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The Lost John 3:16 Verse

Let’s do a little experiment and see how unbiased we can be. What if one translated according to the grammatical rules without picking and choosing which grammatical rules to follow in favor of bias or traditions, but just read it at face value without any fear of being burned at a stake?

For God so loved..

the “so” is a word that means “thus” or “in this way”.

For thus God loved the world…

“World” is the whole ordered world–the kosmos. It is also in the accusative meaning God does something to the world…

For thus God loved the world, that…

The conjunction isn’t merely “that” but rather “so that” or “therefore” which means “in this way” refers to the previous verses about the serpent raised up in the wilderness…

For that’s how God loved the world: so that the only begotten son he gave…

“Only begotten” is interpreted from one word, monogenés (#G3439), that is inaccurate and means only-family-kind. Genos (#G1805) is related to genesis or origin, and means offspring, family, race, nation, kind. The literal order of the accusative nouns with the definite articles is the son, the only-kind

For that’s how God loved the world: so that the only-kind son he gave, in order that the whole of the one-who-believes…

A present tense participle active verb works like a noun-verb—pisteuōn believing-one or he-who-believes. And guess what? It is in the masculine singular–one-who-believes. There is also a definite article to this which insinuates that the participle verb is specific, the one who believes. “He-who-believes” does not speak of a single cognitive assent but of him who endures to the end. The Greek pas (#G3956) is literally whole. “In order that” (#G2443) is a slightly different conjunction than the previous “so that” (#G5620).

For that’s how God loved the world: so that he gave the only-kind son, in order that the whole of the him-who-believes into him…

“Eis” (#G1519) is properly into and not “in”. “Auton” (#G846) is the accusative him or better, himself. The NASB translated auto/auton as himself 83 times. Thus saith the lexicon:

αὐτός, αὐτῇ, αὐτό, pronoun (“derived from the particle αὖ with the added force of a demonstrative pronoun. In itself it signifies nothing more than again, applied to what has either been previously mentioned or, when the whole discourse is looked at, must necessarily be supplied.” Klotz ad Devar. ii., p. 219; (see Vanicek, p. 268)). It is used by the Biblical writings both of the O. T. and of the N. T. far more frequently than the other pronouns; and in this very frequent and almost inordinate use of it, they deviate greatly from secular authors; cf. Buttmann, § 127, 9. (On classic usage cf. Hermann, Opuscc. i. 308ff, of which dissertation a summary is given in his edition of Viger, pp. 732-736.)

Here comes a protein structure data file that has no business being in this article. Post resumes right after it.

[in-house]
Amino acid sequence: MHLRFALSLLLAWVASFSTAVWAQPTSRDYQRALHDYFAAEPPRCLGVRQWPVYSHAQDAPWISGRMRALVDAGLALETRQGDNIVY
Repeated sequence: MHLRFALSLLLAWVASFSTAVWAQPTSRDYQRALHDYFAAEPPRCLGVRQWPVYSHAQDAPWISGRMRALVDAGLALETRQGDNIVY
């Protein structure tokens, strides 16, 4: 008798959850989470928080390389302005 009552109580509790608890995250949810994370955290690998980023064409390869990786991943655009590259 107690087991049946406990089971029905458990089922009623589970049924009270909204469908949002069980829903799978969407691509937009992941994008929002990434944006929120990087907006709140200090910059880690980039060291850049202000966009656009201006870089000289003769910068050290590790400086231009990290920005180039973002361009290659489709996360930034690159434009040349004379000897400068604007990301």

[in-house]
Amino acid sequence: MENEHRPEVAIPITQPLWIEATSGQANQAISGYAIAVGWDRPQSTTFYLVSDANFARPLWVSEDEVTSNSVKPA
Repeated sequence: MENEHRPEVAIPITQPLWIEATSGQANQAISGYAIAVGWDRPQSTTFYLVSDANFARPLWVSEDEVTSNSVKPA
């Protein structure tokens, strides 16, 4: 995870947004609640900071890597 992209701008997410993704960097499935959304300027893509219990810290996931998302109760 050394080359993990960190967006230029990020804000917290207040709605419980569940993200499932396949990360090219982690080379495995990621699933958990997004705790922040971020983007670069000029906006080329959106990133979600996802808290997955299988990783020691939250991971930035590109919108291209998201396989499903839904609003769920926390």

I. self, as used (in all persons, genders, numbers) to distinguish a person or thing from or contrast it with another, or to give him (it) emphatic prominence.

The Bible has an inordinate infatuation with the word “himself”. And the writers don’t use it the same way as secular writers. Why is that?

For that’s how God loved the world: so that the only-kind son he gave, in order that the whole of him-who-believes into himself may not perish…

The word apollumi (#G622) is quite a bit more dramatic than “perish”. It is also in the subjunctive meaning it should be translated with “may” or “might” or something similar. The verb is also in what is called the “middle voice” which means the subject is the recipient of the action. Because it is in the 3rd person masculine singular we will render it “be destroyed”.

For that’s how God loved the world: so that the only-kind son he gave, in order that the whole of him-who-believes into himself may not be destroyed, but have life everlasting.

Zoe-life is not the same soul-life or bios-life. These Greek words would provide far greater insight to what the authors thought “everlasting life” really means if they weren’t all translated the same.

Here is the result of our translation:

For that’s how God loved the world [lifted up the serpent]: so that the only-kind son he gave, in order that the whole of him who believes into himself may not be destroyed, but possess the eternal zoe-life.

We read in the prior verse a straight-forward call to any and everyone to “believe in him” and possess eternal life. But, who is this “man who believes into himself?” It is Christ, who said, “I lay my own life down that I may take it up again” (John 10:17). Christ founded the faith in himself, by being the first to believe into himself–that is, to know who he was and where he was from as the complete Man from Heaven. He was never deceived about himself. By knowing who he really was and believing what he was sent to do, to lay down(kill) his life in order to preserve it, he himself evaded his own destruction.

God gave Christ “in order that the whole Christ may not be destroyed”

This applies secondly to “the whole” of Christ which means “his own lost sheep” those who are also born from above, sent to earth just like him, but do not know it, are deceived, and who must find and believe into themselves.

All who believe in Christ will take hold of eternal life. But not all who believe in Christ are Sons of Day, but those predestined, foreknown, and called according to his purpose, kept secret since the foundation of the world, to be revealed, words become flesh.

The creation waits in eager expectation for the revelation of the sons of God. (Romans 8:19)